In life, it all starts with a choice. I chose my path, it is called passion
Hi Milorad! And thank you for all your availability for this interview. Would you like to start by introducing yourself?
My name is Milorad Stanković, I am 37 years old, and I currently live near Novi Sad, more precisely in a small place on the slopes of the Fruška Gora mountain in Serbia. I work as a photographer, and that is my primary occupation.
Going back a few years, could you tell us how your interest in photography began?
Everything started when my father, using an old “KIEV” camera, showed me how a photograph is taken. It was back in 1996, and that knowledge remained sealed in me and waited a moment for me to continue to improve my photographic skills.
Coincidentally, life took me in a different direction while photography had to wait for its day. In 2014, I decided to resign from the company where I worked, sell a motorcycle and buy my photo equipment. It was a Canon 60D and some lenses. I just threw myself into the fire, and I wanted to make a living from photography. It was a difficult period.
What type of photos do you take just for yourself when not on assignment?
When I photograph for myself, and when someone asks me what I like to photograph, I don’t know how to give the correct answer. I simply like to have the camera with me while walking through the city, the forest… I want to photograph things that attract my attention and how I experienced and saw that moment.
What made you decide to turn your passion into a profession and become a professional photographer?
I believe it comes from my father again. These are subconscious beliefs. My father is an electronics engineer and has worked from home all his life, which gave him some freedom and independence from the system, so I probably wanted that too. And photography gives you freedom and independence in a way, not entirely of course. So I reconciled two things, beliefs and a love for photography.
CHECK AT THE END OF THE ARTICLE HOW YOU CAN WIN THIS GRIP FOR YOUR FUJI X-T3
What type of professional assignments do you shoot most often?
When I decided to take up photography, my knowledge was quite limited. I never went to any courses or photography school. I used to watch some YouTube videos, but despite these tutorials, I hadn’t learned anything that wasn’t by practice. I can say that I am self-taught.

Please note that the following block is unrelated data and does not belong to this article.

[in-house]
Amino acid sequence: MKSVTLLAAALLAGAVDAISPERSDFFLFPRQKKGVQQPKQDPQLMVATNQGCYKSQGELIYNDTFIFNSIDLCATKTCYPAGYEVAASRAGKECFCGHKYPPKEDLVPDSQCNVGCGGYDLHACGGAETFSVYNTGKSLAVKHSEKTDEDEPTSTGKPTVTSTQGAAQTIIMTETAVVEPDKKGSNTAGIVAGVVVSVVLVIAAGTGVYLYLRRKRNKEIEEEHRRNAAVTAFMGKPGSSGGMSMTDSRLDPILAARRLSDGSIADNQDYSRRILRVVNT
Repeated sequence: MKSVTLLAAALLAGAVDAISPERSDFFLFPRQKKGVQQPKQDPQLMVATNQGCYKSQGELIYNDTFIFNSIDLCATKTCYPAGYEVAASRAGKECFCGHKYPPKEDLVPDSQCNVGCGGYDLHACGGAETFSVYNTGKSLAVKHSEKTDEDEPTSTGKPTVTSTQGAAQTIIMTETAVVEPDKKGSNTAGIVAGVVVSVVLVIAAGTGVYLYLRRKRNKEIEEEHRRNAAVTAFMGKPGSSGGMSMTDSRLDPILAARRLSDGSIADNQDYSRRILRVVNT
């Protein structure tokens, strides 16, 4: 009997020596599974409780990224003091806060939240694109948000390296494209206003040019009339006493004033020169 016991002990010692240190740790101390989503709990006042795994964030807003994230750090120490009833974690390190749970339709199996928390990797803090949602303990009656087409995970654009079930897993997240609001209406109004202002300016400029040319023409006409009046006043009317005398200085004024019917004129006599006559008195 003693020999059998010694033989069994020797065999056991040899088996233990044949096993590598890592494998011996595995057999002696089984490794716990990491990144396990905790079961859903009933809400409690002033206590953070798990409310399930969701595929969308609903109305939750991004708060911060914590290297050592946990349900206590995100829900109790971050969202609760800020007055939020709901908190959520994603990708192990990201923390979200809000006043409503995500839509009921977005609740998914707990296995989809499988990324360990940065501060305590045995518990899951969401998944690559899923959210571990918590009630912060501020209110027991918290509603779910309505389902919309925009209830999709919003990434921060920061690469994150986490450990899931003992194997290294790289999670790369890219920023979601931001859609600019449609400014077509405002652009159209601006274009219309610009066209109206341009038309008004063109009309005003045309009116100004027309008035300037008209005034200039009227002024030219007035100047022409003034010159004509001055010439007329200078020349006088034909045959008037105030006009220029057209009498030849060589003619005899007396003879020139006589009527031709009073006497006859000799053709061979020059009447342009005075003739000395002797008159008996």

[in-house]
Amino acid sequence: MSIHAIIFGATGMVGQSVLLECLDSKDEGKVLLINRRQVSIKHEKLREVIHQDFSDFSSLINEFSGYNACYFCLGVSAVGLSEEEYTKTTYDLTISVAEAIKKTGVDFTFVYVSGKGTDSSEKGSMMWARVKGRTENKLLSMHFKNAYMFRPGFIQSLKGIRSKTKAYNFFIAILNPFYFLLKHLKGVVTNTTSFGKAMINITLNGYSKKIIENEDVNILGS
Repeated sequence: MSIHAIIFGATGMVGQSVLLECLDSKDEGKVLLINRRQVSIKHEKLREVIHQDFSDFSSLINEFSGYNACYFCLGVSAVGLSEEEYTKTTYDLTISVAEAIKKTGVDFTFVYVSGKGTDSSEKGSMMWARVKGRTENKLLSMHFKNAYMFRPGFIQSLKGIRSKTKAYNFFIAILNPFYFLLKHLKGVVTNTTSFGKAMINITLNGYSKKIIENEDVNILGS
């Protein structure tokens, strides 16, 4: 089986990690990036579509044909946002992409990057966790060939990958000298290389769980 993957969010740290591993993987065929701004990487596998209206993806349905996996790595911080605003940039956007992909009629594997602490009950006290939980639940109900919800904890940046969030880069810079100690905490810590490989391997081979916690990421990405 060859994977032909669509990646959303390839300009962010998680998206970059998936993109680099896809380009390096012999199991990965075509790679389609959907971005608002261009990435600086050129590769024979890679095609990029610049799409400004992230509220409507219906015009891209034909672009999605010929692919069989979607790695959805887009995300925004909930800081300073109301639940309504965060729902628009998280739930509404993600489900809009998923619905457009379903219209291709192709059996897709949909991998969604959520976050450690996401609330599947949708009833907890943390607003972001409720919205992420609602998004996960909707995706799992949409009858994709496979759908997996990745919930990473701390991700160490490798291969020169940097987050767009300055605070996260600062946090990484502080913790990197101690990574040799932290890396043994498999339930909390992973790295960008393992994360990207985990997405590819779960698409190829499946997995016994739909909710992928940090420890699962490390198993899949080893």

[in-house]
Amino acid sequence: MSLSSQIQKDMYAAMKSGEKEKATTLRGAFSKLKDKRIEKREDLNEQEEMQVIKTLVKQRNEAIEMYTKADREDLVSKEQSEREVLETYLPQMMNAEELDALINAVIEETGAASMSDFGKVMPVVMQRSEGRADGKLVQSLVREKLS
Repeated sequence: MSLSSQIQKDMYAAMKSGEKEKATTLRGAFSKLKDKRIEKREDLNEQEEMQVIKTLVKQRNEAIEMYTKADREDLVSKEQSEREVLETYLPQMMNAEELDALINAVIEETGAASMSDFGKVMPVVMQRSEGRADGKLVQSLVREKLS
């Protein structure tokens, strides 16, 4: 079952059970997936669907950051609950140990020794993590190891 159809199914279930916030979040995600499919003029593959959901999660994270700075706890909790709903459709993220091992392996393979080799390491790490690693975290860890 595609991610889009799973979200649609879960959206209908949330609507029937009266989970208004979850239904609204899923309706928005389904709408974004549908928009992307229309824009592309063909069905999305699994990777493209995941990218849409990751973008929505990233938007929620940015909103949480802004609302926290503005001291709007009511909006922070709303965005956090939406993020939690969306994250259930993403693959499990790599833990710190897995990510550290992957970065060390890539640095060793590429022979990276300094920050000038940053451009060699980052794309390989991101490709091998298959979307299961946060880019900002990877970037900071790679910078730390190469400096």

I started by thinking that I could work for stock sites. However, I was not productive enough, so I did not manage to pay the bills and rent and food from the earnings from the stock sites. Then I met some photographers, and I got an offer to help them at some weddings. So over time, I decided to do events such as weddings, and that’s how I left Stock Photography.
What made you decide to switch from Canon DSLRs to Fuji mirrorless cameras?
My first professional photo equipment was Canon, and in the end, I was using a Canon 6D full-frame camera. However, not good enough for my job because it had only one memory card slot and a poor autofocus system.
In 2017, I waited for the new 6D Mk II to come out and was disappointed, while the Canon 5D Mk IV was quite expensive for me. Then I watched Sony… I didn’t want Nikon for some personal reasons, but that doesn’t mean I think Nikon is a bad camera.
I researched everything and came across Fujifilm. The first thing I typed in Google search was “Fujifilm Full Frame camera” 😊 But is it really necessary!? I started thinking about it, and I was honest with myself… When I used an FF camera and a large aperture lens (for example F1.4), I was constantly looking to take photos with a blurred background, and I didn’t get into photography much more than that.
At the time, I realized that I needed to learn and improve my experience, such as dealing more with other aspects like how the people I photograph stand out from the chosen background.
Then I bought my first Fujifilm X-T2 and gave the crop sensor a chance to be professional. It is now five years that I have been a Fujifilm X system user 😊
Did you miss anything from your previous DSLR setup when you made this switch?
From Canon, I missed the simple but still good Raw files with good colours, and of course, the FF sensor look on the photos, which is not easy to achieve with a crop sensor. However, with the purchase of Fujifilm prime lenses, this was entirely compensated.
Fujifilm has very nice colours and great film simulations, so I have a good start when editing Fujifilm Raw files. Of course, it took me a while to get used to Fujifilm’s Raw files. For the last two years, I have been processing them in Capture One, and I am really satisfied.
What advantages and disadvantages do you find in the Fuji X system for your professional work?
The first and basic advantage is the compactness of the camera. My backpack with two bodies (X-T2 and X-T3), five prime lenses and two flashes is much smaller and lighter than it would be with similar equipment from a DSLR FF system.
Both of these bodies I use are now fairly old in 2022, but they work great for my job. The lenses I use are great! – Samyang 12mm F2.0, Fujinon XF23mm F1.4, XF35mm F1.4, XF56mm F1.2 and XF90mm F2.
The only drawback is the poorer quality of photography in low light conditions. Still, honestly, that doesn’t bother me much because the quality is still quite acceptable.
Being a working professional photographer and using your cameras for several hours every day was the main reason why you felt the need to add a grip to your Fuji cameras?